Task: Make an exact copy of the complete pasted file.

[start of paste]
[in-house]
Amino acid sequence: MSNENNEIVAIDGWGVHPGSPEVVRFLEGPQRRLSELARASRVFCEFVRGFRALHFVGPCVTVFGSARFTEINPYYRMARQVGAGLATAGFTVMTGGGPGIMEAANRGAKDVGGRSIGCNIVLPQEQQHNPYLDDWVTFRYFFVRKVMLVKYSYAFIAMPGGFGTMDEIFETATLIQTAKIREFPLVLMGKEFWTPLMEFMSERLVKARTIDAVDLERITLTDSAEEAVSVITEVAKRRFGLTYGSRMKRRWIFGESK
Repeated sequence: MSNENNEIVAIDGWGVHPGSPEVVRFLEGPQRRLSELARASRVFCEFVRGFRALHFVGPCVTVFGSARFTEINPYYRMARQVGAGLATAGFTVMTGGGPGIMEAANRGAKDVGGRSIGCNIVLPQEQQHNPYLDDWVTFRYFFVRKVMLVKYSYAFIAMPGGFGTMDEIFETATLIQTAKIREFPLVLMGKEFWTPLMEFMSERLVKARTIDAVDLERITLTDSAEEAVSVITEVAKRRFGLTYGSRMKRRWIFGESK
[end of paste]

[in-house]
Amino acid sequence: MSNENNEIVAIDGWGVHPGSPEVVRFLEGPQRRLSELARASRVFCEFVRGFRALHFVGPCVTVFGSARFTEINPYYRMARQVGAGLATAGFTVMTGGGPGIMEAANRGAKDVGGRSIGCNIVLPQEQQHNPYLDDWVTFRYFFVRKVMLVKYSYAFIAMPGGFGTMDEIFETATLIQTAKIREFPLVLMGKEFWTPLMEFMSERLVKARTIDAVDLERITLTDSAEEAVSVITEVAKRRFGLTYGSRMKRRWIFGESK
Repeated sequence: MSNENNEIVAIDGWGVHPGSPEVVRFLEGPQRRLSELARASRVFCEFVRGFRALHFVGPCVTVFGSARFTEINPYYRMARQVGAGLATAGFTVMTGGGPGIMEAANRGAKDVGGRSIGCNIVLPQEQQHNPYLDDWVTFRYFFVRKVMLVKYSYAFIAMPGGFGTMDEIFETATLIQTAKIREFPLVLMGKEFWTPLMEFMSERLVKARTIDAVDLERITLTDSAEEAVSVITEVAKRRFGLTYGSRMKRRWIFGESK